Birch sap may be consumed both fresh and naturally fermented. When fresh, it is a clear and uncoloured liquid, often slightly sweet with a slightly silky texture. After two to three days, the sap starts fermenting and the taste becomes more acidic.
Birch sap is collected only at the break of winter and spring when the sap moves intensively.
Birch sap collection is done by drilling a hole into the tree trunk and leading the sap into a container via some conduit (a tube or simply a thin twig); the sap will flow along it because of the surface tension. The wound is then plugged to minimise infection.
Birch sap has to be collected in early spring before any green leaves have appeared, as in late spring, it becomes bitter. The collection period is only about a month per year.
No published evidence exists to quantify the long-term impacts of sap harvest on birch tree and birch forest health, or birch timber quality. However, the wounds caused by tapping birches consistently lead to dark staining in the wood. In one study, infection and wood decay had spread from more than half of old tapping holes.
In comparison to maples, birch trees are considered far less tolerant to the wounds caused by tapping, so more conservative harvesting practises have been recommended by trade bodies such as the Alaska Birch Syrupmakers Association.
In Slavic regions the sap is known as birch juice as in Russia (Russian: берёзовый сок, romanized: byeryozovyi sok), Belarus (Belarusian: бярозавы сок, romanized: biarozavy sok, Byarozavik), Bulgaria (Bulgarian: брезов сок, romanized: brezov sok), Poland (Polish: sok z brzozy, oskoła), Ukraine (Ukrainian: березовий сік, romanized: berezovyi sik).
|Nutritional value per 100 g (3.5 oz)|
|Energy||4.6 kcal (19 kJ)|
|Dietary fiber||0 g|
less than 0.1 g
|†Percentages are roughly approximated using US recommendations for adults.|
Birch sap contains heterosides (betuloside and monotropitoside), 17 amino acids including glutamic acid, as well as minerals, enzymes, proteins, betulinic acid and betulin, antioxidants, sugar (fructose, glucose and small amounts of sucrose) and vitamins (C and B(group)). Contrary to popular belief, there is no xylitol in birch sap (xylitol is a sugar alcohol that is industrially produced using high temperature and sulfuric acid, or through fermentation).
Nutritional and medicinal uses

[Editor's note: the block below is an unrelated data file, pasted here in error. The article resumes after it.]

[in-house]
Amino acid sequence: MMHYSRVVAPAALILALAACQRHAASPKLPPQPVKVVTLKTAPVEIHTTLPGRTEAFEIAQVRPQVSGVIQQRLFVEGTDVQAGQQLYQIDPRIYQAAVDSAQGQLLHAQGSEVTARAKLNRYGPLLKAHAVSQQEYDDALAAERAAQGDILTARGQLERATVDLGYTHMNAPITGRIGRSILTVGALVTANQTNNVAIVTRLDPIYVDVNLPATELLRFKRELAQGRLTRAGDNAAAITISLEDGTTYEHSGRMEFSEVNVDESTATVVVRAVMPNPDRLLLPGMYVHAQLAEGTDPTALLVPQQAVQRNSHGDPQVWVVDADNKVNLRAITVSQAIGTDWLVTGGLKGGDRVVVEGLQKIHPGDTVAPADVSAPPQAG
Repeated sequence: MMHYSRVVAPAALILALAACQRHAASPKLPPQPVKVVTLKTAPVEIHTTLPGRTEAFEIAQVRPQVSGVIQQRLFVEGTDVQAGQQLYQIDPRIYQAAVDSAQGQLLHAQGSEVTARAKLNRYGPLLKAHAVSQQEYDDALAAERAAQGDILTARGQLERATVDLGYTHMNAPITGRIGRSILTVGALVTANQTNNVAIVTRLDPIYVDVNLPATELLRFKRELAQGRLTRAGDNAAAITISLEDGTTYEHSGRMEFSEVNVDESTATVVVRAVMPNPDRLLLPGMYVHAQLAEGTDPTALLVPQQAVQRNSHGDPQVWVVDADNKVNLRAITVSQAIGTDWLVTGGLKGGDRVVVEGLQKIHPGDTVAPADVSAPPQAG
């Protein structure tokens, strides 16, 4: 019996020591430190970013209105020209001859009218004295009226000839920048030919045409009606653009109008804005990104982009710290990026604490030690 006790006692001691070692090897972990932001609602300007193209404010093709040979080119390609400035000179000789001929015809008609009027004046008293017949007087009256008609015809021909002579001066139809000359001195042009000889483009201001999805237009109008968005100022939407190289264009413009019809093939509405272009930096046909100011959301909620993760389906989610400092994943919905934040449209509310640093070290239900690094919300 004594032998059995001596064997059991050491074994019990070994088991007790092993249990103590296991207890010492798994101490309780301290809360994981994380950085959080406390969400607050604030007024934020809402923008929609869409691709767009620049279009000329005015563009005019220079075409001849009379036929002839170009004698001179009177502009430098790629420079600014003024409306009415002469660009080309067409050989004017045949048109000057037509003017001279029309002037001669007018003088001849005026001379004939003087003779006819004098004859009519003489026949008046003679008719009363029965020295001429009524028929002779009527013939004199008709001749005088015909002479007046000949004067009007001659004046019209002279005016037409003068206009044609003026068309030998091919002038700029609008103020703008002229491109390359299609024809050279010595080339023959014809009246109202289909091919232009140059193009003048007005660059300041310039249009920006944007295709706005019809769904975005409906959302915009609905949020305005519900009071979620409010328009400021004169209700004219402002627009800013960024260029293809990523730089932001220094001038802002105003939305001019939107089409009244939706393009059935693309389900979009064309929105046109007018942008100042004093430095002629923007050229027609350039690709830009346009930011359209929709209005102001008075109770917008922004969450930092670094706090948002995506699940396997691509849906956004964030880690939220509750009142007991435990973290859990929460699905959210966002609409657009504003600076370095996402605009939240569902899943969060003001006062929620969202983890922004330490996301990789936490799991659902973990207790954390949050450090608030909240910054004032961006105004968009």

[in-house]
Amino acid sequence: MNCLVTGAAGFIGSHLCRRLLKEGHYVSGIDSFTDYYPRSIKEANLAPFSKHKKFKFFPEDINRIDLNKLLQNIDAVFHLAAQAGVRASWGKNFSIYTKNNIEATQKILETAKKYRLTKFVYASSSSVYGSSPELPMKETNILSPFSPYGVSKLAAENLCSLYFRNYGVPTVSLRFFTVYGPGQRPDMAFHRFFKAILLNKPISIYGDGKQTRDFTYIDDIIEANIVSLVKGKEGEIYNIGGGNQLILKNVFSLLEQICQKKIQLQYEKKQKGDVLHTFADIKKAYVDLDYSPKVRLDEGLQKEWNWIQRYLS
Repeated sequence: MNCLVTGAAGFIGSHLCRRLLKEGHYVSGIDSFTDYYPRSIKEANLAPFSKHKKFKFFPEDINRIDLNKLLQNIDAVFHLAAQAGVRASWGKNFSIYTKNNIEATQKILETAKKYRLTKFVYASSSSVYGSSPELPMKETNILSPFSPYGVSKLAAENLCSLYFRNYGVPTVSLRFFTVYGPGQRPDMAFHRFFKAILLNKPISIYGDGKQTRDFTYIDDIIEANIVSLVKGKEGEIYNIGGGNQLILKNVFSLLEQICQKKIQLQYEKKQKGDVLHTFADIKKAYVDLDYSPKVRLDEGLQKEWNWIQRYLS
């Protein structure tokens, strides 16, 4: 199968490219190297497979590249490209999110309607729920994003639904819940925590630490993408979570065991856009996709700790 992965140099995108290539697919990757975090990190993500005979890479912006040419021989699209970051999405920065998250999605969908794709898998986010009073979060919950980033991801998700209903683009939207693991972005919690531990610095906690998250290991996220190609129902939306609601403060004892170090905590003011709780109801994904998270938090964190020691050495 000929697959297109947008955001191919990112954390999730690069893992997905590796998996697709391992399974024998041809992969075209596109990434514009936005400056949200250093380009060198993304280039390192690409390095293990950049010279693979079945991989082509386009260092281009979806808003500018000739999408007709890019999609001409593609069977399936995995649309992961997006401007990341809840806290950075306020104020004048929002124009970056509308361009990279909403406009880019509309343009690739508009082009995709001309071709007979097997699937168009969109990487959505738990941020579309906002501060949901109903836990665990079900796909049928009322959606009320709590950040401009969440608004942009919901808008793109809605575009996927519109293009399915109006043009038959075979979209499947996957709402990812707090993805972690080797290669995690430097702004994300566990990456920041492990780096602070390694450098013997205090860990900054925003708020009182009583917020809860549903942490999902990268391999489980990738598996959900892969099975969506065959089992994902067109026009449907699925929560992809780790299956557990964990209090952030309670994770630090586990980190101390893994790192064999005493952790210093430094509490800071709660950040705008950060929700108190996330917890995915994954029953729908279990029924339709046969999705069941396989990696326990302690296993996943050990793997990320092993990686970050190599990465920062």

|Region||Medicinal use||Cosmetic use|
|Belarus||lung diseases, gout, sickness||washing hair|
|Czech Republic||poor health, infertility||against freckles|
|Estonia||(prevention of) eye diseases, skin diseases, source for vitamins||washing hair, against freckles and to bleach the skin|
|Hungary||stomach and lung diseases||against freckles|
|Poland||“revitalization”, kidney stones||washing hair in order to strengthen it|
|Romania||kidney stones, jaundice, as milk-rennet, scab, diuretic||hair colouring, to remove sunspots and moles|
|Russia||externally against sores, to help children during teething||washing face|
|Ukraine||treating skin diseases, source of vitamins, diuretic||against freckles|
|United Kingdom||tonic, rheumatism, first nourishment for new-born children||prevention of baldness|
|United States||Poor health|
Commercial birch sap and derivative products
Birch sap may be consumed both fresh and naturally fermented. Fresh birch sap is highly perishable; even if refrigerated, it is stable for only up 7 days. Shelf life can be prolonged by freezing or preservation techniques. Existing preservation techniques include:
- Nothing i.e. bottled fresh sap (shelf life: 2–5 days refrigerated)
- Filtered with a 0.22-μ net (shelf life: 3 weeks refrigerated)
- Collected under anaerobic conditions (shelf life: 1 year ambient)
- Added sugar (3 g per 100 ml)
- Heat pasteurized, pasteurization should be conducted under specific temperature levels and times (shelf life: 1 year ambient). Although level of Vitamin C is lower than fresh saps', all other benefits are preserved.
- Frozen at −25 °C (shelf life: 2 years)
Concentrated birch sap is used to make birch syrup, a very expensive type of syrup mainly made from paper birch in Alaska and Canada, and from several species in Latvia, Russia, Belarus, and Ukraine.
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- Kallio, H; Ahtonen, S (1985). "Identification of the Sugars and Acids in Birch Sap". Journal of Food Science. 50 (1): 266–269. doi:10.1111/j.1365-2621.1985.tb13328.x.
- Nicole & Olivier Lhomme, NICOLL-Nature, Le Bio Logis, La sève de bouleau
- Alaska Birch syrupmakers association Petition to US Food and Drug Administration for establishment of Standard of Identity for birch syrup, including the Alaska Birch Syrupmakers' Association Best Practices. July 18, 2005.
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